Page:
MAES – Serving the state of Montana’s agricultural and natural resource industries
by providing meaningful and applied agriculture research since 1893.
What we do
Through a network of seven Research Centers plus facilities and scientists at the
MSU central campus in Bozeman, we conduct basic and applied research problems that
address Montana’s agricultural and natural resource economies. MAES research spans
the depth and breadth of animal health, animal science, agronomy, horticulture, range
sciences, agricultural economics, plant sciences and natural resource and pest management.
We are the research and development agency for more than 28,000 Montana farmers and
How we do it
MAES research accomplishments and results embody modern-day achievements spanning
124 years of honoring the legacy and commitment within the Land-grant tradition. It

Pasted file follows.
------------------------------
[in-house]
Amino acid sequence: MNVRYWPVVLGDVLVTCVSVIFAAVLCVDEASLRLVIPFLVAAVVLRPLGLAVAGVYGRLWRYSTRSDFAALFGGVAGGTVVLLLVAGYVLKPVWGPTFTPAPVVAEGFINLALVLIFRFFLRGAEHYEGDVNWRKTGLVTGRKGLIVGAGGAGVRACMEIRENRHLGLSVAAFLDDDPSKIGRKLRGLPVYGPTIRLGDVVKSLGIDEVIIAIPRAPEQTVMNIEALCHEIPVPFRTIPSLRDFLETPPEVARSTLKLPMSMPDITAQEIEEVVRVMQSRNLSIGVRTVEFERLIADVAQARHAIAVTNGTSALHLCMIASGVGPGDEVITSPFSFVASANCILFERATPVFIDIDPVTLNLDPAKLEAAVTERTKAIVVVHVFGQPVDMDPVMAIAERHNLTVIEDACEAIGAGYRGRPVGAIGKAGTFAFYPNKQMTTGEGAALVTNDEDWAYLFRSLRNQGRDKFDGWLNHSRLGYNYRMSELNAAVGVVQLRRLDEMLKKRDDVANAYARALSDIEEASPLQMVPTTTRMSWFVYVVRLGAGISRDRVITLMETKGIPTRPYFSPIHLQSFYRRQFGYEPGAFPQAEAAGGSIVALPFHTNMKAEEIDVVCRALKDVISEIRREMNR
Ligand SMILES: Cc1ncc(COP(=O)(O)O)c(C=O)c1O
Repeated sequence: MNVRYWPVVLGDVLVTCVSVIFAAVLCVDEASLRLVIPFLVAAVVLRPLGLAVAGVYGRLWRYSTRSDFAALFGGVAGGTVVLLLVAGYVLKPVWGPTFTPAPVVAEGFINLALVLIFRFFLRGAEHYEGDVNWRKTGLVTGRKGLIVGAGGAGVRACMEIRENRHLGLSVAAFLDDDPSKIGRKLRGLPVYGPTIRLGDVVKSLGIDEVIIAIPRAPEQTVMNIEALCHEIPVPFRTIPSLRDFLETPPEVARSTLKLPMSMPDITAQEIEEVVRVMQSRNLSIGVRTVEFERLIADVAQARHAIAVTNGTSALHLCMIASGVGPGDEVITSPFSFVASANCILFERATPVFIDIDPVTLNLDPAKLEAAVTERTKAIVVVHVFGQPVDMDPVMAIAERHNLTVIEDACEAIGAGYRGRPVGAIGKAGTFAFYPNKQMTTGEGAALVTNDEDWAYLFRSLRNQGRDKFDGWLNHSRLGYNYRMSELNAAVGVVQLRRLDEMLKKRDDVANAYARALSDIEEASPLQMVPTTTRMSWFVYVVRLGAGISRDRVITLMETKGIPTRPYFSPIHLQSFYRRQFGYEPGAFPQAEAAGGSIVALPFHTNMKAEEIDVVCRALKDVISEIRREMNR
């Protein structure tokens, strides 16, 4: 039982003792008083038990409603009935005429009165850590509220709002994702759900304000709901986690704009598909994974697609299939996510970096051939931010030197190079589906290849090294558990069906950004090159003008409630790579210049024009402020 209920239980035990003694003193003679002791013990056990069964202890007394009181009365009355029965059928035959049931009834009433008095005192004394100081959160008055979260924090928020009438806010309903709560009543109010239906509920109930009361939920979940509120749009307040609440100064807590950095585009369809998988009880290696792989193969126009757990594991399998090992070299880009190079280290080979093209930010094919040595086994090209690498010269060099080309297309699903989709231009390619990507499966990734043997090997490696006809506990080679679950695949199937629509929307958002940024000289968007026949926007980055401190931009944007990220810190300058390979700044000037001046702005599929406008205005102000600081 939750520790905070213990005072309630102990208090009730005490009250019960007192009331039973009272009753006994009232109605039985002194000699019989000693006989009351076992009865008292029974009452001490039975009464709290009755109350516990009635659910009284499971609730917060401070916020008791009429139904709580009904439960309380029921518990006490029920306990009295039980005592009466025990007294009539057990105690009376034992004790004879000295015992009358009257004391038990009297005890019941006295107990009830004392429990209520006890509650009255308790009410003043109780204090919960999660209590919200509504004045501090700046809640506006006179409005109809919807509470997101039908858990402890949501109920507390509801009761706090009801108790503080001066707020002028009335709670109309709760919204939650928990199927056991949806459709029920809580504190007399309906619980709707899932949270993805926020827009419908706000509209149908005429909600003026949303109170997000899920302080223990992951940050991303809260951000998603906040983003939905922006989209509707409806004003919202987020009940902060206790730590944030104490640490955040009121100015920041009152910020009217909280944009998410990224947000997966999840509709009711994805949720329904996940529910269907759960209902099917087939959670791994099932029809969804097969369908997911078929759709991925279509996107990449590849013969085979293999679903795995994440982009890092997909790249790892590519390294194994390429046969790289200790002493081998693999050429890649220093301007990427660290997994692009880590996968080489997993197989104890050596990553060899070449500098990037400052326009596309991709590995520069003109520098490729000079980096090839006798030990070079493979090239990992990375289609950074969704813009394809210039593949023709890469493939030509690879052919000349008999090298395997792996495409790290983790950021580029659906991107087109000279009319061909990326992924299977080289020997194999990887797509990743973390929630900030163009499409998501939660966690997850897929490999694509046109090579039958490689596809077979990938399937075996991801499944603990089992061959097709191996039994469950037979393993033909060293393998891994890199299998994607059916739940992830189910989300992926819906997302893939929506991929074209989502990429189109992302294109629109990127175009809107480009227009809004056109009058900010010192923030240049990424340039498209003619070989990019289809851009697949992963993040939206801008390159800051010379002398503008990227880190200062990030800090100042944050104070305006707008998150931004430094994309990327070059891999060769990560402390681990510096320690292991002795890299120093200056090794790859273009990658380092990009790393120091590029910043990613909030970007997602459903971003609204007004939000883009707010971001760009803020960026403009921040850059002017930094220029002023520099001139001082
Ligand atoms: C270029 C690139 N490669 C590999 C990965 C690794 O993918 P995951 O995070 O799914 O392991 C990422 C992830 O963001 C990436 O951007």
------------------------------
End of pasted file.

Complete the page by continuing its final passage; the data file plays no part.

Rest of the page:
also allows us to explore unique solutions to distinct and interesting questions and
to connect Montanans with the global community through science, discovery, and outreach.
Regents Professor John Priscu contributed to research that showed that even abrupt, short-lived climate events can cause long-term changes in polar regions over several years and change the trajectory of an ecosystem.
Ed Schmidt published the research in the journal Cell Reports. The new findings build on Schmidt’s discovery of a backup system in mammals that sustains the liver during a crisis and may explain how cancerous tumors persist after treatment.
MSU doctoral graduate Alex Michaud is lead author of a paper that reveals that sediments from a lake beneath the West Antarctic ice sheet contain large amounts of methane. Michaud studied under Regents Professor John Priscu, a renowned polar scientist.
A $300,000 three-year National Institute of Food and Agriculture grant will allow MSU, CSU, regional maltsters, brewers and barley growers to investigate barley lines adapted for dryland agriculture and include flavor profiles for craft brewing industry.
A global team of researchers, including Hikmet Budak, Montana State University Winifred Asbjornson Plant Sciences Chair, has published the first-ever wild emmer wheat genome sequence in Science magazine.